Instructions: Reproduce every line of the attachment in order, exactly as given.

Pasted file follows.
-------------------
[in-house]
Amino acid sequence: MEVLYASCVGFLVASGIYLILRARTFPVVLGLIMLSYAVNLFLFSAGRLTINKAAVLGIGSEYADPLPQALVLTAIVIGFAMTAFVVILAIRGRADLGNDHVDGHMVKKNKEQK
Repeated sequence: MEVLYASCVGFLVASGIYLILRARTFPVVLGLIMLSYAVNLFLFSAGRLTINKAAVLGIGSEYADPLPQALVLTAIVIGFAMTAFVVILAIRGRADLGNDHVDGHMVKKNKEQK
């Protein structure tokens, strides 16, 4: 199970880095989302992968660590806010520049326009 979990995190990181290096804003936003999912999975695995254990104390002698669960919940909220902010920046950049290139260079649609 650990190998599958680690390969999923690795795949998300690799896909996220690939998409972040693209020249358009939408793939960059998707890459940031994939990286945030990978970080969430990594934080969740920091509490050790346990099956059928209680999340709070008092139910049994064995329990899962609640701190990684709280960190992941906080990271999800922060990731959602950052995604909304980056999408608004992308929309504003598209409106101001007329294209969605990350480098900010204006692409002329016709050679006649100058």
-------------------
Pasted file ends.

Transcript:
[in-house]
Amino acid sequence: MEVLYASCVGFLVASGIYLILRARTFPVVLGLIMLSYAVNLFLFSAGRLTINKAAVLGIGSEYADPLPQALVLTAIVIGFAMTAFVVILAIRGRADLGNDHVDGHMVKKNKEQK
Repeated sequence: MEVLYASCVGFLVASGIYLILRARTFPVVLGLIMLSYAVNLFLFSAGRLTINKAAVLGIGSEYADPLPQALVLTAIVIGFAMTAFVVILAIRGRADLGNDHVDGHMVKKNKEQK
């Protein structure tokens, strides 16, 4: 199970880095989302992968660590806010520049326009 979990995190990181290096804003936003999912999975695995254990104390002698669960919940909220902010920046950049290139260079649609 650990190998599958680690390969999923690795795949998300690799896909996220690939998409972040693209020249358009939408793939960059998707890459940031994939990286945030990978970080969430990594934080969740920091509490050790346990099956059928209680999340709070008092139910049994064995329990899962609640701190990684709280960190992941906080990271999800922060990731959602950052995604909304980056999408608004992308929309504003598209409106101001007329294209969605990350480098900010204006692409002329016709050679006649100058």